Sony KDE-P37XS1 review

Can performance make up for a lack of connectivity?

Our Verdict

Gorgeous and very capable, but the lack of digital inputs mean it's not future-proof

If you're looking for a stylish, big-screen plasma TV with a Freeview tuner, look no further. This stunning screen from Sony manages to make even low-resolution TV broadcasts look great - unlike a lot of competitors - and will also suit the casual DVD watcher well.

Connections conundrum

We say casual, because those with greater ambitions will be disappointed with the KDE-P37XS1's limited connectivity. Want to connect your laptop and work on the big screen? Forget it - there isn't even an analogue PC input, something that's standard fare on a lot of much cheaper screens. Ditto for DVI and HDMI connections, which means those with all-digital DVD (and high-definition Sky broadcast) dreams will find this screen unsuitable. For everyone else, though, the inclusion of three Scarts (two RGB-capable) and one component video input for top-notch pictures is a decent enough haul, for now at least.

Considerably more pleasing are the looks and build of this Sony. It feels as solid as oak, and will win over anyone looking to have a plasma TV as the design centrepiece of a living room. The small transparent panel, a glowing Sony logo and disembodied indicator lights round off what is a seriously stunning piece of furniture.

What's more, any initial annoyance at the limited connectivity is likely to disappear once the screen is switched on. The high-definition ALiS panel makes an ideal canvas for tones of detail, the contrast range is strong and the built-in 'film mode' ensures that the fast-packed action scenes from The Day After Tomorrow never cause the appearance of sparkling artefacts.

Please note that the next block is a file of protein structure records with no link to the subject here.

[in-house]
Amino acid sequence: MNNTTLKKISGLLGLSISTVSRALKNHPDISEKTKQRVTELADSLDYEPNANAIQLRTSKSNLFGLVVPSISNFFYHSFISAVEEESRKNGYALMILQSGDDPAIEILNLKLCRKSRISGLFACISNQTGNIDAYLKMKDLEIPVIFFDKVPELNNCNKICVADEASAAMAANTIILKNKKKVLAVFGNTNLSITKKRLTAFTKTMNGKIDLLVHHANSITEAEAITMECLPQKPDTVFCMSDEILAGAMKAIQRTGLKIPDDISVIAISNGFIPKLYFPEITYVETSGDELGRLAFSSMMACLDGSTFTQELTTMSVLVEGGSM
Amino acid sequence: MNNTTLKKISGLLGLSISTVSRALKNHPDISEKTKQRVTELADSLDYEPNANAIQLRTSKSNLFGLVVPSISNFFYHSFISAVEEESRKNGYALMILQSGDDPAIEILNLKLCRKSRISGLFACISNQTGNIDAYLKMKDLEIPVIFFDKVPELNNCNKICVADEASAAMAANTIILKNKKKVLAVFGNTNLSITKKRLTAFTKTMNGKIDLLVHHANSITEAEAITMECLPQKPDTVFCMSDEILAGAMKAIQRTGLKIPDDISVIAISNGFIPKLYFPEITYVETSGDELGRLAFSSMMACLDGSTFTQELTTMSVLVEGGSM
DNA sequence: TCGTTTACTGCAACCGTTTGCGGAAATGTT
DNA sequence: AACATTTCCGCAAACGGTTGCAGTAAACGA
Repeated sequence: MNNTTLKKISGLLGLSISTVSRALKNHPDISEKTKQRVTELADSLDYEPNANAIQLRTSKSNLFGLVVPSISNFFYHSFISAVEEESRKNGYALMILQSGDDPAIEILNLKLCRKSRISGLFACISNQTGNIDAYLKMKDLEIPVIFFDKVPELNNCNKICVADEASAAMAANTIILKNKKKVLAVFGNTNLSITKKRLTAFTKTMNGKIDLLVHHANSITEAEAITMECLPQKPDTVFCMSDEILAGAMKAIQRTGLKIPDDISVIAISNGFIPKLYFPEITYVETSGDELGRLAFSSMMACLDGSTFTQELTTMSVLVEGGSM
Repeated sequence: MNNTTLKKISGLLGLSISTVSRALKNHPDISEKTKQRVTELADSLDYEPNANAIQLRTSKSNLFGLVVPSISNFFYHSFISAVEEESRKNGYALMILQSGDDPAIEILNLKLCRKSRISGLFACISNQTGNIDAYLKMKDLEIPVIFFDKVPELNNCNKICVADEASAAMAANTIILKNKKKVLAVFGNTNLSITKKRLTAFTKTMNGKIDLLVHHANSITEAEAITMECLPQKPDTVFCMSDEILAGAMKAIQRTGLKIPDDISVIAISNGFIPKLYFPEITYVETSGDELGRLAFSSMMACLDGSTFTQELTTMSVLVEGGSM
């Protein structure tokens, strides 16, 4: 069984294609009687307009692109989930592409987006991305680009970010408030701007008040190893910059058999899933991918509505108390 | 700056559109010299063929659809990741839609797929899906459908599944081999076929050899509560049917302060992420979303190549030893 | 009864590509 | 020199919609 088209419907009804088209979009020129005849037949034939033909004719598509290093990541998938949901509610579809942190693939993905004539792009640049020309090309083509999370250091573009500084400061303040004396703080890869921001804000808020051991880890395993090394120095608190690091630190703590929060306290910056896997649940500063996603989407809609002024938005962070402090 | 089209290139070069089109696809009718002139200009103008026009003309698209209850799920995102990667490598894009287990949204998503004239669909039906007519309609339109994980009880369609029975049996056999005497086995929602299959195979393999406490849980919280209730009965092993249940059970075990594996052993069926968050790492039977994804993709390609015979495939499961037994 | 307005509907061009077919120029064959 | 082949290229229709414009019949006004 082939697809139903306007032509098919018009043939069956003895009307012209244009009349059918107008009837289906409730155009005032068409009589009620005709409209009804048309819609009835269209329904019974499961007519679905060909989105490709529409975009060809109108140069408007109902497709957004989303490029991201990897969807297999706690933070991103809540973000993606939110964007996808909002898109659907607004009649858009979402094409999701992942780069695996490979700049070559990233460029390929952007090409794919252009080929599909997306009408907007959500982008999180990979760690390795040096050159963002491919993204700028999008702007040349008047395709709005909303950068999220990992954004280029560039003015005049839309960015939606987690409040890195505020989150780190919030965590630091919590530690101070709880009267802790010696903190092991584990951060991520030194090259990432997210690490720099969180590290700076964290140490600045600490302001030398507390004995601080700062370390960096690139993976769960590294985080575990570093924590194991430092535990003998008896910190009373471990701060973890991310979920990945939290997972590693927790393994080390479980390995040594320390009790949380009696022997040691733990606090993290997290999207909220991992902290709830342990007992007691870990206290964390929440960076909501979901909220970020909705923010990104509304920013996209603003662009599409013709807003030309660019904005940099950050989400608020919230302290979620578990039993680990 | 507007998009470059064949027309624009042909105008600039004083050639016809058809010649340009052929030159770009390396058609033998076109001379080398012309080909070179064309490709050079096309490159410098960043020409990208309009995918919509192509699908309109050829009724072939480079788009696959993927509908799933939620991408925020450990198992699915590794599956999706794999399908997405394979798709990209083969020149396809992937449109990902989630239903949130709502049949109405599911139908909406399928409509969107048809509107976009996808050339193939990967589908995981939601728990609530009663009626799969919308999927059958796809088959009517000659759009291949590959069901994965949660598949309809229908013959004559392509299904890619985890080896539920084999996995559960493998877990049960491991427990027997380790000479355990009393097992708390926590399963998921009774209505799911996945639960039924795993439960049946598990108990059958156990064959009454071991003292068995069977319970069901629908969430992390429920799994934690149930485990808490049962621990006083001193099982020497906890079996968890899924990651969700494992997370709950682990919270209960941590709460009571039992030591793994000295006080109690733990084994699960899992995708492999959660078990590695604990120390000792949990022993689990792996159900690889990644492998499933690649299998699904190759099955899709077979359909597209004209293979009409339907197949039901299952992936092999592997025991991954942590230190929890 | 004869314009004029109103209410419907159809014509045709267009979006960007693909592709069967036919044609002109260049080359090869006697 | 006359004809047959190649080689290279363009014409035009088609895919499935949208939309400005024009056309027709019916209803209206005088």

The only criticism we could muster is that, when Manhattan is quickly overcome by a tidal wave, the mix of light and dark blues in the stormy ocean do show up the occasional colour processing deficiencies that plague plasma panels. There's also a bit of colour banding on show here, but it's handled far better here than on some screens.

Virtual reality

The KDE-P37XS1 also gives a near-virtuoso performance when it comes to sound. While you won't find anything as impressive as Dolby Digital 5.1, there's a pretty effective Dolby Virtual Surround mode on offer, as well as Sony's own BBE system, which provides a couple of interesting sonic effects to enhance the basic stereo output. And if you own a set of surround speakers, the ones attached to the screen don't immediately become redundant. Cleverly, you can use then as the centre-channel of a multi-channel system. And if you want to give the two-channel output a bassy shot in the arm, there's also an output for an active subwoofer.

The Freeview tuner included here is excellent. The picture looks superb - something that's no mean feat on a large display like this - you can move up and down the channel list quickly and the menu system and info bars are simply gorgeous. Sony has also integrated a seven-day electronic programme guide, which works in tandem with a connected VCR.

It can be set to record programmes, and sorts them by type. However, we found that there were often large holes in the schedule. For example, when we did a search for films, only three entries appeared - not particularly impressive for a week's worth of digital TV. Still, this is bound to improve over the coming months, and the software on board is fully upgradeable via free overthe- air updates.

With its stunning looks and good-allround performance, many of you won't be able to resist this Sony. But don't buy if you plan to upgrade your DVD player, because of the lack of digital connections.